Healing together

December 24, 2020

The Covid wound is deep and we find ourselves still in the front row, under an attack that involves not only our health and economic condition but undermines, above all, sociality, the possibility of returning to living relationships. Hope is made fragile by uncertainty, isolation, and the fear of encountering suffering. The disease affecting our society is insidious because it brings with it a radical transformation of the places where people can meet, work, engage in culture, and relate; and the pandemic does not give us a certain horizon on which to base a reconstruction.

Healing the wound

Yet the wound must be healed, the healing must be imagined and desired. It becomes a priority to take care of this restorative process, of rapprochement. The place to put it into action, to create the conditions for rebirth, is our human community. Think of it as the common home that encourages, supports and protects closeness and relationships. Sharing a hope is a great engine of transformation. It is a kind of magic and a form of practice. Trusting in this will to create community, this deeply human instinct to build links, to value them, together with the choice of being on the side of what unites us, represents the concrete possibility of healing the wound and starting again together. In this time, in this world. This is a profoundly secular and at the same time spiritual project.

Rebuilding proximity

The impact of the coronavirus is also so profound that the way we perceive the world appears to us to have changed irrevocably. But it is precisely because of the lack of depth in the narrative of this period that, although dramatic, is in any case transitory, that it is urgent to go back and reflect on what are the foundations on which a community is built. In recent months, I have been struck by how some Italian theatre companies have chosen to get off the stage and enter courtyards, especially in the working class suburbs, and bring beauty where there was alienation and despair. In this hope, in this changed paradigm that has rediscovered the value of proximity, of nearness, we can and must rediscover the value of a strong emotional bond that can also create a different narrative of reality.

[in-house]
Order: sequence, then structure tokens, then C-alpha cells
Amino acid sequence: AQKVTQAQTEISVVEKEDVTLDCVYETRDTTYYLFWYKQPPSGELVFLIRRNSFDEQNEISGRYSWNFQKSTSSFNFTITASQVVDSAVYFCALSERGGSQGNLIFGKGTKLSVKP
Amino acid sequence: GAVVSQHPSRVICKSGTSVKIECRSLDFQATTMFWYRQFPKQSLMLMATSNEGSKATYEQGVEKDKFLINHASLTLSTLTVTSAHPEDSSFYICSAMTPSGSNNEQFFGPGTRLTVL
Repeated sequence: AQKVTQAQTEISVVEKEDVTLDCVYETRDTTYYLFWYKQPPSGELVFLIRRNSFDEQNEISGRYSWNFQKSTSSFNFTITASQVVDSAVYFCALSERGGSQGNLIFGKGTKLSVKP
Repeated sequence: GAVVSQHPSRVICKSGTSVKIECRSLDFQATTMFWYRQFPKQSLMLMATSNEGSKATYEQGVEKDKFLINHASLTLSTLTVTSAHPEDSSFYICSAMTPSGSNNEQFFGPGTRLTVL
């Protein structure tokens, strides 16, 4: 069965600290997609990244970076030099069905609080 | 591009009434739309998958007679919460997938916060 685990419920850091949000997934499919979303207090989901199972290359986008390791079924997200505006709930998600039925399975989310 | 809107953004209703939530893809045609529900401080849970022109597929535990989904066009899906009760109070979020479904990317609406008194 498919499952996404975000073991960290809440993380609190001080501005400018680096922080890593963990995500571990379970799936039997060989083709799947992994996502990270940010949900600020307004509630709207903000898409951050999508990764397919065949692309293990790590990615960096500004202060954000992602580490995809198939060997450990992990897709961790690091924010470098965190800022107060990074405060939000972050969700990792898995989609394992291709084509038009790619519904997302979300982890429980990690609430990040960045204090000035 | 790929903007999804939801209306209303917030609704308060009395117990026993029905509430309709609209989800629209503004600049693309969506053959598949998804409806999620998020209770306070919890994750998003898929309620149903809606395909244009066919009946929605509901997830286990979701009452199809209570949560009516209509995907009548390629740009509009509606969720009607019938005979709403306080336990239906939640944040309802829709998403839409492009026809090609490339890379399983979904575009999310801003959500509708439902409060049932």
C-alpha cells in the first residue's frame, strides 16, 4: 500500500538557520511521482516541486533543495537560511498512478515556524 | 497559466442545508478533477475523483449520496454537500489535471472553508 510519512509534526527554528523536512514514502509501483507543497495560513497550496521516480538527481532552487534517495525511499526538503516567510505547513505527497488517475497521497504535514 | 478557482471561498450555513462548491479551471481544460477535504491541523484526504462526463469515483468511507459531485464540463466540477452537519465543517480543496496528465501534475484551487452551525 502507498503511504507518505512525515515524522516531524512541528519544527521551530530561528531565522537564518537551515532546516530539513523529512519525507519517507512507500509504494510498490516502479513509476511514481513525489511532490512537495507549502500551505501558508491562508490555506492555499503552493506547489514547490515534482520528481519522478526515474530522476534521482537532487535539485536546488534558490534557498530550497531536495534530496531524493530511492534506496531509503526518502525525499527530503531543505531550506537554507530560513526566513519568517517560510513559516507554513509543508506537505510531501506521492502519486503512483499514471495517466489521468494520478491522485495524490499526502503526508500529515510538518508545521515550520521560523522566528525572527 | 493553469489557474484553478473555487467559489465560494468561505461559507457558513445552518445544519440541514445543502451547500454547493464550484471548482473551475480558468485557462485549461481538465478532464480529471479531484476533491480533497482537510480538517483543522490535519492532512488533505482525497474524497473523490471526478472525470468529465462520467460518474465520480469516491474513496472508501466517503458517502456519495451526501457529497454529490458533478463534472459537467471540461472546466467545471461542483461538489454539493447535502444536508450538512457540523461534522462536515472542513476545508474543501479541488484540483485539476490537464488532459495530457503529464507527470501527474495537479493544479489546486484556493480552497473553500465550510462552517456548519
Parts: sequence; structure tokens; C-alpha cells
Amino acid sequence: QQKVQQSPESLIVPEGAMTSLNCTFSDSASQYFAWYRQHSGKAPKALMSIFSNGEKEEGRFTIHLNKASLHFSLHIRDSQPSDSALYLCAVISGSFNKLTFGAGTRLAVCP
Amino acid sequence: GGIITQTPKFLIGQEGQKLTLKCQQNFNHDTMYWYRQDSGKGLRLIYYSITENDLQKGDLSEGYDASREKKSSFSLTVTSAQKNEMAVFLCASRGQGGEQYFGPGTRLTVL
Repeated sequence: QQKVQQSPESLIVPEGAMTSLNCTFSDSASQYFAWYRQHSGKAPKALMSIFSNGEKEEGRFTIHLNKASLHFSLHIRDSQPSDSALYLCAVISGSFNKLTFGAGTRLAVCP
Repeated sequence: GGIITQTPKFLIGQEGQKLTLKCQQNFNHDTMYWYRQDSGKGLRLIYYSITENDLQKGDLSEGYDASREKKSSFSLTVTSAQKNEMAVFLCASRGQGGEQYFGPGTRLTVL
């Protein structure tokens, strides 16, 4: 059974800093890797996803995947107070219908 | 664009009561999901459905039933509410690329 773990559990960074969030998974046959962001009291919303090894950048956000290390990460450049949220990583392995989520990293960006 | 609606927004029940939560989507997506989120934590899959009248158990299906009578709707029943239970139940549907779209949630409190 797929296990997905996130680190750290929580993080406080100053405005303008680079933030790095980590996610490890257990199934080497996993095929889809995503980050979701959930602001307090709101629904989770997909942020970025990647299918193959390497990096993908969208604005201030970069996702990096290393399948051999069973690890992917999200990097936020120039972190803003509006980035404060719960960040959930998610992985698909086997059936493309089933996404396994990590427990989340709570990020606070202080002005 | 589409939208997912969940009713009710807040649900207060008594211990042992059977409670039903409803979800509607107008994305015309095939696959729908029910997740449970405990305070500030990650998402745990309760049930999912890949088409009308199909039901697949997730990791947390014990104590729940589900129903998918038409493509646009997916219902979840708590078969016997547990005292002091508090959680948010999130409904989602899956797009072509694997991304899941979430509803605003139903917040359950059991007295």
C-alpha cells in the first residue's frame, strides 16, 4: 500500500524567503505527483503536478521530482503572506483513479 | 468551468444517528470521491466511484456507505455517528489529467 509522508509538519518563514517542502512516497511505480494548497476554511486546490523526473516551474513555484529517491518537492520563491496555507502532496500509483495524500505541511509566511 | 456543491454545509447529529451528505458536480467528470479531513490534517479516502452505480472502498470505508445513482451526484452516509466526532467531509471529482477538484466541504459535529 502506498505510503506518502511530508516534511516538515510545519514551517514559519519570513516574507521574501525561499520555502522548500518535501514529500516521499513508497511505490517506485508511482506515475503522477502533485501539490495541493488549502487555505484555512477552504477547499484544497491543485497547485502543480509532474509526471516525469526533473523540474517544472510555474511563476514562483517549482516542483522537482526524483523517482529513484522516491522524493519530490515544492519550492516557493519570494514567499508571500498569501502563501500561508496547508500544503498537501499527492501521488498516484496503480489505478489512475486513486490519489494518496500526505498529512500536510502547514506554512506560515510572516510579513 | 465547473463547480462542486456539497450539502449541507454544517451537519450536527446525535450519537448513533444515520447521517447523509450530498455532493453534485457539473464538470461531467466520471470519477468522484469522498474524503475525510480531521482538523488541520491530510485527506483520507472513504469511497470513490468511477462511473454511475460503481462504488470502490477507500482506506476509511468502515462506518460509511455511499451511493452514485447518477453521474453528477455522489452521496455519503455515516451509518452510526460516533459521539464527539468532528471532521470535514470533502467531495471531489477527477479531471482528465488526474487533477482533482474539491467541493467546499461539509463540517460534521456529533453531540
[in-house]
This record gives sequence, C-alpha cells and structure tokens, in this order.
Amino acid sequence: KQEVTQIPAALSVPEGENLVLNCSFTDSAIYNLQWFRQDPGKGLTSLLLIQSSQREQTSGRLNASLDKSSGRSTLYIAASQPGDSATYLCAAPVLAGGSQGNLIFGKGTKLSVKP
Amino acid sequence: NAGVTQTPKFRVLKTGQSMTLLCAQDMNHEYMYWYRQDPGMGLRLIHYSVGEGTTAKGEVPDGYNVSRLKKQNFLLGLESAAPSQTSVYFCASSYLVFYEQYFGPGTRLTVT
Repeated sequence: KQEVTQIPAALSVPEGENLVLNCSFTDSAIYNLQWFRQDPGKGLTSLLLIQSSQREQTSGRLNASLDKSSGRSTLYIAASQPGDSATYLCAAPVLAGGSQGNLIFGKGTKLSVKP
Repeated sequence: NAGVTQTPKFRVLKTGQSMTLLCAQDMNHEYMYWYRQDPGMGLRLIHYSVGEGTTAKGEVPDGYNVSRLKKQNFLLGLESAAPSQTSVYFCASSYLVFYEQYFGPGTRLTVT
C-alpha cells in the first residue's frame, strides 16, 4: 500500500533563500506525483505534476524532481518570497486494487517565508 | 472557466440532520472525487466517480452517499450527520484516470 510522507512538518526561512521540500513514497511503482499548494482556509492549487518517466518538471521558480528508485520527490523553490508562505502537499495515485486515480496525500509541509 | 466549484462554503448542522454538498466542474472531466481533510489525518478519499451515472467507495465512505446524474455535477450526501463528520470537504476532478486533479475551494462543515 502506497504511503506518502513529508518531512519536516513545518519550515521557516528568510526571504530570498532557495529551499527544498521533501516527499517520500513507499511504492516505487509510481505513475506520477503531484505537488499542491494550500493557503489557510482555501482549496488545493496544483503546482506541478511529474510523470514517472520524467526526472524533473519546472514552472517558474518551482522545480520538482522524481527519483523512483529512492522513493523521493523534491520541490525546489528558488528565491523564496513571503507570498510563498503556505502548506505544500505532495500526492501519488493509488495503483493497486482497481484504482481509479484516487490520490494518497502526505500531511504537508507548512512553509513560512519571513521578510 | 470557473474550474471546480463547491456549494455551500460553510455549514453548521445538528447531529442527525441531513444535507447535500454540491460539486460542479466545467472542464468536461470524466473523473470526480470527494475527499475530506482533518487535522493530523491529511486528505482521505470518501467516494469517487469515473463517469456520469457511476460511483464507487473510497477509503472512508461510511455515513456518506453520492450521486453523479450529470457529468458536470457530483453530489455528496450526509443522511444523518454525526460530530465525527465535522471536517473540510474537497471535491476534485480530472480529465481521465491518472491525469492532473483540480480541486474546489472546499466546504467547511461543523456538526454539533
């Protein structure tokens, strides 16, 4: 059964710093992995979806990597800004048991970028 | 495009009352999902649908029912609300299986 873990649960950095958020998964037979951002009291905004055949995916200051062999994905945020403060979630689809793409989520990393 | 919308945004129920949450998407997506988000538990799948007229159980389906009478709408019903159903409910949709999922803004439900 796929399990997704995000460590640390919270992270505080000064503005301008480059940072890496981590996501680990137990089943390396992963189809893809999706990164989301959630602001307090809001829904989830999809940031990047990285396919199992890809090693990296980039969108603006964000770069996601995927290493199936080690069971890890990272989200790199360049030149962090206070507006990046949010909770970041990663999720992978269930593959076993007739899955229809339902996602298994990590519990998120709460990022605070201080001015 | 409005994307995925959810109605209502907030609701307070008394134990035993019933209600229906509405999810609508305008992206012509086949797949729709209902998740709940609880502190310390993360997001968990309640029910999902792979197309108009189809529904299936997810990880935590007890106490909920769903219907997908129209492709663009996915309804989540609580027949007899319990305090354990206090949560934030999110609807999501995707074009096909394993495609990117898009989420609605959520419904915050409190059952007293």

The ‘polis’ of friendship

We must rediscover a view of the other that is not dominated by fear, but courageously puts friendship back at the centre, as a sincere opportunity to get to know each other, to compare notes, to build an identity that is the beginning of a process of imagining a new collective identity. Our communities, whether secular or not, can use this process of transformation to create a new understanding of citizenship, an idea of the polis where proximity becomes the condition to create relational micro-communities that become the bricks for the common house of our new present and open us to the hope of a new future.



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